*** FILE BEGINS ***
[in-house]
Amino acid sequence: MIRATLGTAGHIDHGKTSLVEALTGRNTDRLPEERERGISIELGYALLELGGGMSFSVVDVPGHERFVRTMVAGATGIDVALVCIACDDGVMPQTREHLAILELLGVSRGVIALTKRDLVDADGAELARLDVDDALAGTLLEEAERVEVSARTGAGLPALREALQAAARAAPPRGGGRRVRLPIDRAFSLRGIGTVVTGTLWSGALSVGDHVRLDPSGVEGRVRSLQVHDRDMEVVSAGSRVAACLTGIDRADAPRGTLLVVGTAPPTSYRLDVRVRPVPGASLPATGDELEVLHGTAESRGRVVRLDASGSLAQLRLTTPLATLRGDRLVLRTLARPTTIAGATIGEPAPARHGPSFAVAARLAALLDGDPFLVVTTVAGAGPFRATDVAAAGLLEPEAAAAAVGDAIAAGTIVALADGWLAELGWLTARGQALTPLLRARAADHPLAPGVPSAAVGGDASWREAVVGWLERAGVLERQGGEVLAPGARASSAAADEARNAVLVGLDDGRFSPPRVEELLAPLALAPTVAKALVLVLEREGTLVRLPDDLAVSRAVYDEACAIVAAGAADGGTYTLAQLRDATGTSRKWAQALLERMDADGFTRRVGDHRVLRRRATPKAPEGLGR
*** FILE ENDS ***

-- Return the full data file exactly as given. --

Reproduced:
[in-house]
Amino acid sequence: MIRATLGTAGHIDHGKTSLVEALTGRNTDRLPEERERGISIELGYALLELGGGMSFSVVDVPGHERFVRTMVAGATGIDVALVCIACDDGVMPQTREHLAILELLGVSRGVIALTKRDLVDADGAELARLDVDDALAGTLLEEAERVEVSARTGAGLPALREALQAAARAAPPRGGGRRVRLPIDRAFSLRGIGTVVTGTLWSGALSVGDHVRLDPSGVEGRVRSLQVHDRDMEVVSAGSRVAACLTGIDRADAPRGTLLVVGTAPPTSYRLDVRVRPVPGASLPATGDELEVLHGTAESRGRVVRLDASGSLAQLRLTTPLATLRGDRLVLRTLARPTTIAGATIGEPAPARHGPSFAVAARLAALLDGDPFLVVTTVAGAGPFRATDVAAAGLLEPEAAAAAVGDAIAAGTIVALADGWLAELGWLTARGQALTPLLRARAADHPLAPGVPSAAVGGDASWREAVVGWLERAGVLERQGGEVLAPGARASSAAADEARNAVLVGLDDGRFSPPRVEELLAPLALAPTVAKALVLVLEREGTLVRLPDDLAVSRAVYDEACAIVAAGAADGGTYTLAQLRDATGTSRKWAQALLERMDADGFTRRVGDHRVLRRRATPKAPEGLGR